6 Branding Lessons You Can Learn from South Africa
02 Nov 2015
I returned from my transformational trip to South Africa on Friday, October 30th, and spent most of my plane ride back to DC scheming about how to return to South Africa ASAP. While I was there, I made a number of observations about the country and what makes Brand South Africa a great brand—despite many of its ongoing challenges. Whether you’re a country or a consultancy, these are all lessons you would do well to incorporate into your own branding toolbox.
1. Just about everywhere I turned, there was phenomenal customer service and hospitality. From the time I arrived in Johannesburg at the Sandton Lodge Inanda (the beautiful bed and breakfast where I stayed), to the time I stepped on the plane headed back to Washington, DC via New York, I experienced an incredible level of customer service and hospitality from everyone I met. You can bet that’s one of the things that is going to make me want to return—often—to South Africa. If you’re trying to figure out how to improve your sales and service, take a cue from South Africa and start with how you treat your customers.
2. South Africans are fantastic Brand Ambassadors. As stated by Gilian de Gouveia from Proudly South African—an organization which promotes products and services made by South Africans—the country’s people are its greatest asset. This is the case with any business/brand. Almost everyone who I met in this very diverse country, proudly proclaimed their South African identity and owned their brand story. This was also prevalent at the Brand Africa 100 Awards Gala I attended on the evening I arrived. Hosted by Brand Africa, an organization led by branding expert, Thebe Ikalafeng, I had an opportunity to meet a number of amazing individuals: many of whom were able to provide valuable insights into the history and culture of the country.
3. The brand story was consistent. What makes a Brand Ambassador even more valuable is not when he or she says the brand is the best thing out there; it’s when just about every Brand Ambassador has the same story. That’s consistency—and it’s incredibly important when building your brand. With everyone I met, colleagues, new friends, and Uber drivers alike, I got the same story. Good and bad, I found no contradictions in any of the historical, economical, cultural or social lessons I received from everyone I encountered during my trip. The country has done a great job developing a consistent brand story and ensuring its citizens know it, and know it well.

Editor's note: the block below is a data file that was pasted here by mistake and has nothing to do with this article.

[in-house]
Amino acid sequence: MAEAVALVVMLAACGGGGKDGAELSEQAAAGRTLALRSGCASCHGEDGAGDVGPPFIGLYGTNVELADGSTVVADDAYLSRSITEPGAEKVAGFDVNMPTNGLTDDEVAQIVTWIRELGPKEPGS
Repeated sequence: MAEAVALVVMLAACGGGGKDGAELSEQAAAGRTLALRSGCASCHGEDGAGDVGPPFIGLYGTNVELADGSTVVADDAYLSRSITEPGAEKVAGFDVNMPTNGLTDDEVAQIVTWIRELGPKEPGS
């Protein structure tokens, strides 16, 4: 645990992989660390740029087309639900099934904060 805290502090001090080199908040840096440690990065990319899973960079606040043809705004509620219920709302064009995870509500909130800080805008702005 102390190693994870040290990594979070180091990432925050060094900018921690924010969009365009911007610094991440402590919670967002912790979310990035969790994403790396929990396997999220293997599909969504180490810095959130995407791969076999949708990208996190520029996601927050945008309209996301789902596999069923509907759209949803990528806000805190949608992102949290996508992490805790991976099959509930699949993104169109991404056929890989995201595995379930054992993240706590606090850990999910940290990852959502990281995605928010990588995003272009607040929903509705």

4. South Africa has kept up with tech and with trends. During my entire stay (mainly in Johannesburg) I had almost no issues with my internet or wireless services—a sign of well-maintained and up-to-date technology. In line with the “going green” movement picking up steam around the world, the country was hosting the 2015 Ecomobility Festival in Sandton. The event (which made it difficult and inconvenient to drive in certain parts of the city), was created to encourage more people in the city to travel by foot, bike or public transport in an effort to reduce emissions and other traffic-related issues. And I have to say that using Uber in South Africa was probably even more enjoyable than using it in the States! How can your business do better at keeping up with tech and trends?
5. The country has a unique brand. South Africa’s diversity was very reminiscent of that of many parts of the U.S. I would estimate that only 1 in 2 people I met in South Africa was actually a native of the country. However, South Africa’s diversity was also reflected in its architecture and landscape. There was nothing cookie cutter about the buildings (residential or commercial) that surrounded me during my stay. You could definitely see the global influence and the mix of African and European aesthetics in the architecture. It was almost impossible to find any two buildings which looked alike. With respect to the landscape, Johannesburg stakes claim to having the largest man-made jungle of any city or country in the world—an estimated 6 million trees planted with another 200,000 planned in the next few years. The expansive greenery make for an amazing landscape and add to the uniqueness of South Africa’s brand.
6. The government’s handling of the student protests about rising school fees tarnished the brand with the global community. As with any brand, there are always challenges. And indeed, while I was there, I found out there were protests which originated in Cape Town and were growing in and around Johannesburg by students who were dissatisfied with the government’s handling of rising costs for a university education. The ANC government, which has been in power since 1994, had made a promise to students that it would work to provide free and low-cost secondary education as a right.
Instead, due to corruption and mismanagement of resources, the already high costs for higher education were set to rise by almost 12%! Unfortunately, the government handled the situation in the worst way possible—resorting to tear gas, physical abuse, and the arrest of many students; a solution which exacerbated the problem. However, the activism and unity of the students forced the ANC government to make a number of concessions—including an announcement that school fees would not rise in 2016. The lesson here is, if there’s a problem with your Brand Ambassadors, nip it in the bud right away by addressing it in a way that is fair and just before it has a chance to ruin your brand. Click here for updates on the student protests in South Africa.
As with any brand, there are those characteristics which aren’t so great; however, if you can work on fixing the negative while finding the good and capitalizing on that, you can create a strong brand which will stand the test of time. Happy branding!
What are some branding lessons you’ve learned from other countries?